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The Department of Labor Issues Guidance on Overtime Pay for H-2B Workers

Friday, December 17, 2021
The Department of Labor Issues Guidance on Overtime Pay for H-2B Workers
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On Dec. 7, 2021, The U.S. Department of Labor (DOL) issued Field Assistance Bulletin (FAB) No. 2021-3 to assist employers in understanding their overtime pay obligations for employees working under an H-2B visa.

H-2B Visa Program

The H-2B nonimmigrant program permits employers to temporarily hire nonimmigrants to perform nonagricultural labor or services in the United States. The employment must be of a temporary nature for a limited period of time, such as a one-time occurrence, seasonal need, peakload need or intermittent need.

The program requires participating employers to comply with all applicable federal, state minimum wage and local wage payment laws when compensating H-2B  workers. This obligation remains in effect throughout the entire period of the approved H-2B labor certification. 

The H-2B program also establishes certain recruitment and displacement standards in order to protect similarly employed U.S. workers.

Action Steps

The DOL is the agency charged with enforcing H-2B program compliance. 

Employers participating in this program should review FAB 2021-3 and become familiar with the agency’s role in overtime compliance enforcement and the guidelines outlined for the accurate disclosure of overtime wages under the program.

Compliance Resources

Employers participating in the H-2B visa program can visit this DOL webpage to access the following resources: 

  • Key news
  • General guidance
  • Fact sheets
  • Posters
  • Links to applicable regulations
  • Links to related nonimmigrant worker agencies
  • An overview of civil monetary penalty inflation adjustments

Important Dates

Dec. 7, 2021

DOL published FAB 2021-3.

Overtime Pay Guidance

The H-2B program does not require but allows participating employers to make overtime hours available to workers. Employers that make overtime available to H-2B workers must include their overtime offer (including the overtime wages offered) in their job order. 

Once overtime work is made available to H-2B workers, participating employers must comply with all applicable federal, state and local overtime payment laws. Generally, workers employed under the H-2B visa program are covered by the Fair Labor Standards Act (FLSA). The FLSA requires employers to pay nonexempt employees at least the federal minimum wage for every hour worked in a nonovertime workweek and overtime premium pay of at least 1 ½  times the regular rate of pay for every hour worked over 40 in an overtime workweek.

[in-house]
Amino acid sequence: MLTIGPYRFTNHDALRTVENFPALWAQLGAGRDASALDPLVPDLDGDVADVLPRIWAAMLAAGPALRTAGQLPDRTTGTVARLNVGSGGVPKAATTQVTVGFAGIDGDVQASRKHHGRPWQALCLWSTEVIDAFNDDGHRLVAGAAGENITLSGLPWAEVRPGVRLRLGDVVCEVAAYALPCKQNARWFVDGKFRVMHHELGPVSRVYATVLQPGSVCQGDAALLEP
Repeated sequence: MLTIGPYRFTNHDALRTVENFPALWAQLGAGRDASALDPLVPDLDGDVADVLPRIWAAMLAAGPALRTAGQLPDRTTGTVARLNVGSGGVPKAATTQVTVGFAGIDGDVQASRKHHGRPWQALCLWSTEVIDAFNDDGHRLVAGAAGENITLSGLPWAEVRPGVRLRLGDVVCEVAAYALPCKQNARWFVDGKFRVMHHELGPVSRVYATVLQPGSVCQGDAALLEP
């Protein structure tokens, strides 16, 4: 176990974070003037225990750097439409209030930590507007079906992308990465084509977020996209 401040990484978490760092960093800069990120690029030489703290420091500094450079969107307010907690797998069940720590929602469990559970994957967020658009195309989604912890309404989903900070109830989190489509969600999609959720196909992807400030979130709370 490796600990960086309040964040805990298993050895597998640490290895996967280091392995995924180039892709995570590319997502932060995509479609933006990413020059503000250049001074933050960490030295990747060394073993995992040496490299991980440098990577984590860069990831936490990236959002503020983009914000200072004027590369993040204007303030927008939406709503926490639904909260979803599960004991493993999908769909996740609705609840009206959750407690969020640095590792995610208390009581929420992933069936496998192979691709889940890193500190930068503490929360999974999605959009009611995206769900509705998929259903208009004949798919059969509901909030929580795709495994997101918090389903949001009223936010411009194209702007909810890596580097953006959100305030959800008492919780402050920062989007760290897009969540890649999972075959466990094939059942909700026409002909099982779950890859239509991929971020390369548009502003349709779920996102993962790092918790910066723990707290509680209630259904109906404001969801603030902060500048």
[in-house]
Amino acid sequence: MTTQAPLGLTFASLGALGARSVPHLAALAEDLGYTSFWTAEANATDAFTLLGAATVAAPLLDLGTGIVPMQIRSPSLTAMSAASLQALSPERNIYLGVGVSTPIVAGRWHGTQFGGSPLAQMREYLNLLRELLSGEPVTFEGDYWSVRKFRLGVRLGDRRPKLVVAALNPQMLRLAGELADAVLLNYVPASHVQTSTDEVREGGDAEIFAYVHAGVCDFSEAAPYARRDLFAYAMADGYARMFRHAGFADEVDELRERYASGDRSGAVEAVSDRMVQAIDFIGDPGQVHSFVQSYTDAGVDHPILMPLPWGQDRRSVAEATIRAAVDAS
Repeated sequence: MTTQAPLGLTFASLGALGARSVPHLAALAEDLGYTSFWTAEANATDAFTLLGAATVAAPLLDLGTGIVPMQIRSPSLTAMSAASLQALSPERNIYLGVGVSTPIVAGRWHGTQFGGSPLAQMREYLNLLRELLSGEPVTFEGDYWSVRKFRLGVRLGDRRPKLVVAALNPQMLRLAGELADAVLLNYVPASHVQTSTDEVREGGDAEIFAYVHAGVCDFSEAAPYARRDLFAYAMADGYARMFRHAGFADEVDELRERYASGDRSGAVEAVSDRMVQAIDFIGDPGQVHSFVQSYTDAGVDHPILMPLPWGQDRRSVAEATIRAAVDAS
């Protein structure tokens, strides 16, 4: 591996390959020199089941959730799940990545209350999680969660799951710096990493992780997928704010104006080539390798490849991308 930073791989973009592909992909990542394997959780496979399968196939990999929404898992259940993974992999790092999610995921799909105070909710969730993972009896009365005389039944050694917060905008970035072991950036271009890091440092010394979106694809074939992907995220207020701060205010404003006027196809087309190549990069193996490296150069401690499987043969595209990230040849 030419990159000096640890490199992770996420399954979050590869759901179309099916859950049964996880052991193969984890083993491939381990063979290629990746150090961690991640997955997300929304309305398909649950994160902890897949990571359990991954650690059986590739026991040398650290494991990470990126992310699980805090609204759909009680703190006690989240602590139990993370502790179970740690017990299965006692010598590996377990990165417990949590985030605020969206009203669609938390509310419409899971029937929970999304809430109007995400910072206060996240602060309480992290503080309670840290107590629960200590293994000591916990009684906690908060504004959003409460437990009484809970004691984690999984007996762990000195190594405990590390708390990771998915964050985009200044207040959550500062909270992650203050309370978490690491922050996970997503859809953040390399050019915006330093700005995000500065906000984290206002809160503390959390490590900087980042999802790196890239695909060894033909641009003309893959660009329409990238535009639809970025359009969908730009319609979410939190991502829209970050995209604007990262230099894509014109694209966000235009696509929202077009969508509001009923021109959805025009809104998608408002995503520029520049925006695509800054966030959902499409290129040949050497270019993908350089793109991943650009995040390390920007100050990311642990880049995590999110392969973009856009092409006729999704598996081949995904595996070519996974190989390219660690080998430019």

However, employers should be aware that additional requirements may apply under state or local laws. For instance, federal, state, and local laws may vary by the hour threshold at which overtime will be paid, the rate at which overtime will be paid, employer coverage and employee eligibility for overtime. When multiple overtime laws apply, employers must comply with the law that provides the greatest benefit to the worker. 

Finally, employers must pay the wage offered to H-2B workers in the job order, including any offered overtime pay. These wages must be paid free and clear during the entire period covered by the Temporary Employment Certification application. 

The DOL is authorized to pursue legal action and collect back wages due, liquidated damages and civil penalties for any unpaid wages. 

Accurate Disclosure

H-2B program rules require participating employers to ensure that U.S. job applicants are fully informed of opportunities and benefits made available to H-2B visa workers, including the potential for overtime wages. In addition, employers must offer U.S. workers at least the same benefits, wages and working conditions they offer, intend to offer or will provide to H-2B workers.